From her home state of California to the Middle East, this expert has been taking on environmental and social issues since the 1960s. We have a lot to learn from Linda Sartor, author of the book Turning Fear Into Power, which documents her work as an international activist for peace in war-torn countries. Linda’s expertise has been developed through a decades-long commitment to changing the systems that facilitate environmental degradation and standing up for human rights abuses. Through teaching and working with international organizations, Linda has shared her experiences with others and continues to do so. In the interview below, I asked Linda a few questions to capture her perspective on sustainability, the connection between environmental and social issues, as well as how she has integrated her concern for these issues into everyday life.
How have you seen environmentalism and/or what it means to be an environmentalist change over the years?
I’ve seen environmentalism change from fringe to a central issue in the social/political culture of the USA. Two of my first memories of my awareness of environmental issues are: 1) when I was in fifth grade and we read about the balance of nature in our science book; and 2) I had a stamp collection at about the same time and I came across a stamp with a picture of Eleanor Roosevelt that said CONSERVATION on it. I asked my mother what that meant and decided that, yes, that’s really important. I remember when gasoline was 21 cents a gallon and I also remember an early gas shortage when I said, “Maybe when the cost of gas is up to $1 a gallon, people will start paying attention to how much driving they need to be doing. Later in life, I was a bit relieved when (I think it was) Reagan who called himself the environmental president because then I realized that environmentalism had become more mainstream and would be getting more attention.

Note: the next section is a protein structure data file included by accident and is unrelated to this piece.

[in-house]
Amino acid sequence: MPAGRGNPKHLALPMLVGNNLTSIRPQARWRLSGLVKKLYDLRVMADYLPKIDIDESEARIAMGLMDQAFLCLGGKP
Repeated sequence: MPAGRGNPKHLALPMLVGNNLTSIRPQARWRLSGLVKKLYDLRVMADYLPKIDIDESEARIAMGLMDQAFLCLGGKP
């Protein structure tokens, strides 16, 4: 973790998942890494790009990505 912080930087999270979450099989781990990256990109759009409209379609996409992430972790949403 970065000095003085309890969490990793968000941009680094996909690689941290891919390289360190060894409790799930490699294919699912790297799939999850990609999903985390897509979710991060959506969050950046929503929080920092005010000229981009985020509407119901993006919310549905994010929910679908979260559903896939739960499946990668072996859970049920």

When did you first hear the word “sustainability” and what it means to you?
I have no memory of first hearing the word, but the concept has always made sense to me. In my senior year of high school, my contemporary problems teacher decided that our curriculum for that course was going to be all about capitalism. It was funny because he showed us a film that was total propaganda against communism and the Soviet Union and one of the things I remember the film saying was that in Russia they brainwashed their students against capitalism. Since I already had an environmental awareness, I remember thinking that having gross national product (GNP) be the measure of success was a mistake in terms of sustainability.
Can you describe the interconnection between environmental and social issues, as you have observed in your experience abroad?